Wimbledon 2019: Jack Draper - can 17-year-old prodigy unlock his true potential?
Jack Draper's metaphorical locker is jam-packed with every tool he needs to make it to the very top of men's tennis. By his own admission, he just needs the key to unlock it.
This is a player who oozes self-belief, one with a head on his shoulders far wiser than his 17 years suggest.
At Wimbledon 12 months ago, he was an unknown prodigy. "An excited guy coming onto the scene," as he puts it.
Yet over the course of the 10 days that followed, he demonstrated his potential as Britain's next great talent on the tennis court, the start of the next generation who grew up watching and wanting to be like Andy Murray.
He had few expectations going into SW19, yet came out as the runner-up in the boys' singles, losing in three sets to the then-junior world number one Tseng Chun-hsin.
Winning, he says, would have been "outrageous". "I think I surprised even myself by getting to the final," he tells BBC Sport.
Yet when Draper grew frustrated at his performances during his run to the final last year, his reactions told a familiar tale.
"What is wrong with my brain?" he shouted in the direction of his coaching team when he spurned his seventh match point in his semi-final. A racquet was the victim of one of his flashes of a temper in the final.
A British tennis player with some fire in his belly. Where have we seen that before?
"Some of the stuff I was doing was almost out of character for me," he says. "All the excitement I was showing on court, it's a learning process as to how to manage my emotions."
But in losing the final, many said it could prove a blessing in disguise for then-16-year-old Draper.
Since the open era began in 1968, only four players have won the boys' title at Wimbledon before going on to win it at the senior level - Bjorn Borg, Pat Cash, Stefan Edberg and Roger Federer.
In the women's game, only two have done the double; Martina Hingis and Amelie Mauresmo.
But becoming a Wimbledon champion, at any level, brings with it a pressure like no other. Laura Robson was the last Briton to win a junior title on the Wimbledon grass but has never progressed past the fourth round in singles at any senior Grand Slam. Not that Draper is concerned, though.
"There is pressure being a young Brit because I have big shoes to fill in terms of Andy," says Draper.
"But I think the only pressure I feel is when I put it on myself, you can read into all the background noise but at the end of the day, it just comes down to the tennis and that is my priority.
"I think I surprised myself even by getting to the final, so to win the tournament would have been completely outrageous given my expectations.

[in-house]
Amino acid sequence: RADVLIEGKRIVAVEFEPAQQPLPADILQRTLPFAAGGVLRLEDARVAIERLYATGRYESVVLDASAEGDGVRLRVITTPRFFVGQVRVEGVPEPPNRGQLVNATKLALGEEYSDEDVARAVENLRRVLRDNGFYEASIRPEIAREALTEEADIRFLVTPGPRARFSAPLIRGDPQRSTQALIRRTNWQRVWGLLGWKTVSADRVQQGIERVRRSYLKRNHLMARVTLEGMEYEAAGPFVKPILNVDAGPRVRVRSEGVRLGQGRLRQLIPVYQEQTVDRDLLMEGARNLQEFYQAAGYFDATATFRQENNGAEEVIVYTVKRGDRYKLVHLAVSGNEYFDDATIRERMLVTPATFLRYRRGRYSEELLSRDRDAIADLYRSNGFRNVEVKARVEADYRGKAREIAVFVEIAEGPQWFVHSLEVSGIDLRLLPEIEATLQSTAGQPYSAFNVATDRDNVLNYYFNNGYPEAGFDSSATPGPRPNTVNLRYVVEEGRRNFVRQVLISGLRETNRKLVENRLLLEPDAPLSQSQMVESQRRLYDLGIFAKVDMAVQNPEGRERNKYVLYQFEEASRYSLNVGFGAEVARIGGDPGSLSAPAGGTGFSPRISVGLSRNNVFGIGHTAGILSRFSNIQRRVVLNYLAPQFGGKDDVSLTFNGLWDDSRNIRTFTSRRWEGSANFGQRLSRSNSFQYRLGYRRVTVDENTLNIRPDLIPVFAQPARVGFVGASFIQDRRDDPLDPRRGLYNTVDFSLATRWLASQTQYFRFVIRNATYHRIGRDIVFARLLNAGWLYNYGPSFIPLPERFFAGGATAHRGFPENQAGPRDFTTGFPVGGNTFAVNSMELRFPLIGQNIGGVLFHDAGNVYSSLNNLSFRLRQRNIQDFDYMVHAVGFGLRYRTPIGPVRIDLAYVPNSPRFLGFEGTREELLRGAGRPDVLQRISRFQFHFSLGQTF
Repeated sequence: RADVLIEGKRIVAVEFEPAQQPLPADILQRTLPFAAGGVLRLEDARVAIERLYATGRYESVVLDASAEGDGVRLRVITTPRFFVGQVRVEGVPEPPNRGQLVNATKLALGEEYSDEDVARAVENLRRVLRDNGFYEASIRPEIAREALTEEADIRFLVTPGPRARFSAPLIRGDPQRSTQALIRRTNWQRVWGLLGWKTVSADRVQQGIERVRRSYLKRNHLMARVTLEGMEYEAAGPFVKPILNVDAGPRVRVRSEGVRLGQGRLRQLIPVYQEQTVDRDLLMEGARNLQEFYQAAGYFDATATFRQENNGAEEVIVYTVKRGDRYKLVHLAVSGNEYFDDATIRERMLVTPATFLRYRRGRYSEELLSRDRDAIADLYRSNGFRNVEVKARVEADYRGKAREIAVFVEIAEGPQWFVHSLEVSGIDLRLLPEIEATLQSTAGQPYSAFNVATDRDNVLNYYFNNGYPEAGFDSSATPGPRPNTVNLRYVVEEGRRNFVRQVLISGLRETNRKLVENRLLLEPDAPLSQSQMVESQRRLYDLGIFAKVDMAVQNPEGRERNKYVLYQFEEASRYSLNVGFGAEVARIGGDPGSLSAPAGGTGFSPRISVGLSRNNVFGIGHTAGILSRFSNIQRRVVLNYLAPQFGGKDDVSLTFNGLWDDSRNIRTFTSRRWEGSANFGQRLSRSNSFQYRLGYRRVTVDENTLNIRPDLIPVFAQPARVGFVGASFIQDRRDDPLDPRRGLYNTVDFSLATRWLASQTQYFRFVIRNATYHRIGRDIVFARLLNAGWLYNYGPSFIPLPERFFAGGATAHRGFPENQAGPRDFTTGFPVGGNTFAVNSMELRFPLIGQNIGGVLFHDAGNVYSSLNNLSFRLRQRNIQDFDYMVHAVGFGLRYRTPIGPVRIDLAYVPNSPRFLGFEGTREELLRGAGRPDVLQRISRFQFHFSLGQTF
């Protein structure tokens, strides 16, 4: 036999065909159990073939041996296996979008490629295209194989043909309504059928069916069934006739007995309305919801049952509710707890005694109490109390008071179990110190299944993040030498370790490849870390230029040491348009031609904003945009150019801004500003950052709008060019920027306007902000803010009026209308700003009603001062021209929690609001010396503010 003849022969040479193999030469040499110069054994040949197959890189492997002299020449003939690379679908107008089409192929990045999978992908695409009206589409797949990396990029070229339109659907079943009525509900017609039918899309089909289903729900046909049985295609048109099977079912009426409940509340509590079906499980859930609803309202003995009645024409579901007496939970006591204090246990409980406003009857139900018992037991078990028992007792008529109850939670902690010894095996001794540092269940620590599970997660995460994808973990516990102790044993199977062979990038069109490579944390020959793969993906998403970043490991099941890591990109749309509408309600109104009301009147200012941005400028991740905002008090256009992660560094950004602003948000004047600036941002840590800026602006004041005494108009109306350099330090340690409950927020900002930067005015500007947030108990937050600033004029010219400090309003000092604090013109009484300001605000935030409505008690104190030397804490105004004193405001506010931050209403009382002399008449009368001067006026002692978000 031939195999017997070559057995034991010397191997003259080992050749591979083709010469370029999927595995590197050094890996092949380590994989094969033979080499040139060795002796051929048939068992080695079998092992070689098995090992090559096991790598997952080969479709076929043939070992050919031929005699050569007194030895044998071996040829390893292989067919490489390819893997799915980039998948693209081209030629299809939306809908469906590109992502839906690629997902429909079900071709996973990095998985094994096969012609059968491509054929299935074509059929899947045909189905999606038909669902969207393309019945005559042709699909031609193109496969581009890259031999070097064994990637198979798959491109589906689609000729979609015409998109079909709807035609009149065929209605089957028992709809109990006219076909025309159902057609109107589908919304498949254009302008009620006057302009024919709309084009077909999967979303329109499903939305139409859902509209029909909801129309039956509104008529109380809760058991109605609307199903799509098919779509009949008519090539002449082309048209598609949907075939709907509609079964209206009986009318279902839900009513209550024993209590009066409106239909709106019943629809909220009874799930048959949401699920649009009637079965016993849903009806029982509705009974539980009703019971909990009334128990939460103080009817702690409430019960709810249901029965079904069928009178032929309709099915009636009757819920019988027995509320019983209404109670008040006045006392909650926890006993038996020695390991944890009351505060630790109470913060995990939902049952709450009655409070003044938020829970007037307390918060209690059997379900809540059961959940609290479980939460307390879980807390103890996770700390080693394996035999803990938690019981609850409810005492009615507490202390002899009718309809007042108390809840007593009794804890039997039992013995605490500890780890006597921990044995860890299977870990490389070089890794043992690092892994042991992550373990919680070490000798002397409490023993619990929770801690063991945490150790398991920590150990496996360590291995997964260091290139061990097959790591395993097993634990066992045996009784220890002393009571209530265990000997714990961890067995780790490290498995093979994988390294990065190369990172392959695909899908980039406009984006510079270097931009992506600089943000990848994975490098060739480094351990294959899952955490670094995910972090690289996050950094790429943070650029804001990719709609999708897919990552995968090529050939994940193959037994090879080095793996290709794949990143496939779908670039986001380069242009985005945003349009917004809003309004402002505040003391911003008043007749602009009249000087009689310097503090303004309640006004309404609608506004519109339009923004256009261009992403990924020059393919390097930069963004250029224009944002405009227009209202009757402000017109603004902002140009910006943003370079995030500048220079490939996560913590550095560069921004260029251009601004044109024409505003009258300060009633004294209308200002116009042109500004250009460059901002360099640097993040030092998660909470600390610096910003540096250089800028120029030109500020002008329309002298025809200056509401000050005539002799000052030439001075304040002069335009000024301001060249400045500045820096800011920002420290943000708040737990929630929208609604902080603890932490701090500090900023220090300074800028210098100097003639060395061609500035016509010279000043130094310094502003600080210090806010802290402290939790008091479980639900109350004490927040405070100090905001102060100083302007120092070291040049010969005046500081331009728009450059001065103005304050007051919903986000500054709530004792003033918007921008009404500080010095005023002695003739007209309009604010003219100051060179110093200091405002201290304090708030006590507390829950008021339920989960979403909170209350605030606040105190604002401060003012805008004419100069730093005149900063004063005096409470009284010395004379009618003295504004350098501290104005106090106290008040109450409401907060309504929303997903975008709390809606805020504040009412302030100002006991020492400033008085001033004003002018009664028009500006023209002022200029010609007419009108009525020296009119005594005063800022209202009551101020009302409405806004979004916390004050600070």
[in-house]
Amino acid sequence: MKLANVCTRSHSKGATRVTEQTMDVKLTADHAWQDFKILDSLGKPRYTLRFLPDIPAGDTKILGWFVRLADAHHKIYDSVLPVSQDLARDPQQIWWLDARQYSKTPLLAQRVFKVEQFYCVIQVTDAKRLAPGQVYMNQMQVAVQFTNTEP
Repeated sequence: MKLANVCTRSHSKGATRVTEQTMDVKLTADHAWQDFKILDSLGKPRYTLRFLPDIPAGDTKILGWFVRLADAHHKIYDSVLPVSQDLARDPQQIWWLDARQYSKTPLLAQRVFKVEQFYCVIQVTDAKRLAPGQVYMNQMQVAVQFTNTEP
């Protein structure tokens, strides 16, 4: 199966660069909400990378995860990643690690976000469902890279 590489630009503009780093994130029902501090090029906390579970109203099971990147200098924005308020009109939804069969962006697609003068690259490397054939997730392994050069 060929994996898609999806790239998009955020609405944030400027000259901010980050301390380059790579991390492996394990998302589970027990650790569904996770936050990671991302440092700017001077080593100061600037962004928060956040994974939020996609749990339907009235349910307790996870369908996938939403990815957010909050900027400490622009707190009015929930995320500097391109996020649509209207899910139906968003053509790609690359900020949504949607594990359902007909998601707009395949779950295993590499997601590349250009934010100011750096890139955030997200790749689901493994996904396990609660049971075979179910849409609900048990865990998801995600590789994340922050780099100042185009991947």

"Even by making the final, people see you in a different light and expect bigger things from you, but I think those who win the junior slams and don't go on to win great things just haven't had great guidance around them.
"That's all part and parcel of reaching the top in the men's game and that is what separates the juniors from the seniors."
American Scott Humphries won the Wimbledon boys' title in 1994 - beating Mark Philippoussis in the final - but injuries spurned his chances of making it to the top of the men's game.
He reached the Australian Open semi-finals with men's doubles partner Justin Gimelstob before going on to coach the likes of Mardy Fish and Jelena Jankovic, and is now a real estate agent.
"Being a British tennis player, there is a lot of pressure on Jack to do well, especially at Wimbledon," Humphries, 43, told BBC Sport.
"As long as he's got a good head on his shoulders and good people around him, and if he has the game to make that jump, then he will have a lot of opportunities to do so."
'I believe I can reach the top' - the next chapter
Not resting on his laurels, Draper immediately made the jump onto the senior circuit after his run to the boys' final last year. But it's been far from smooth sailing ever since.
It had started so well. Losing at the All England Club gave Draper's season the kick start it needed - he went on to win three Futures tournaments in five weeks in September and October.
The first of those, in Nottingham, saw him become the youngest British Futures winner since Murray 15 years previously.
"I had a really good transition into the men's game," says Draper, who benefits from being on the LTA's Pro Scholarship Programme alongside the likes of Cameron Norrie and Katie Boulter. "My confidence was sky high."
But in November, a "freak accident" saw him break a finger on his playing hand, ruling him out of action for two months. After getting over that, tendonitis struck in both his hip and his wrist.
"I think the problem was after I broke my finger and was off court, my body grew again," he says.
"It's been hard for my body to catch up with the demands of the tennis, especially at this point in my career and my age.
"It's been a tough six months, but I think I've learnt a lot about myself and my body. It's really important going forward that I use the heartache of being injured so much to fuel my fire."
He's certainly doing that. In June, Draper secured his maiden ATP Challenger win in the Nottingham first round having not played since April, while he was awarded a qualifying wildcard at Queen's but lost to Alexander Bublik in three sets.
He broke into the world top 1,000 after his Nottingham triumph last September and is currently ranked 508th, but Draper has his sights set on becoming one of the very best.
"I totally believe I can reach the top. I think in sport, in tennis, you can surprise yourself with the amount of work you put in and I definitely feel like I've got everything sitting there waiting to unlock," he says.
"I'm really excited for the future, obviously there will be ups and downs. I totally believe that I can go all the way."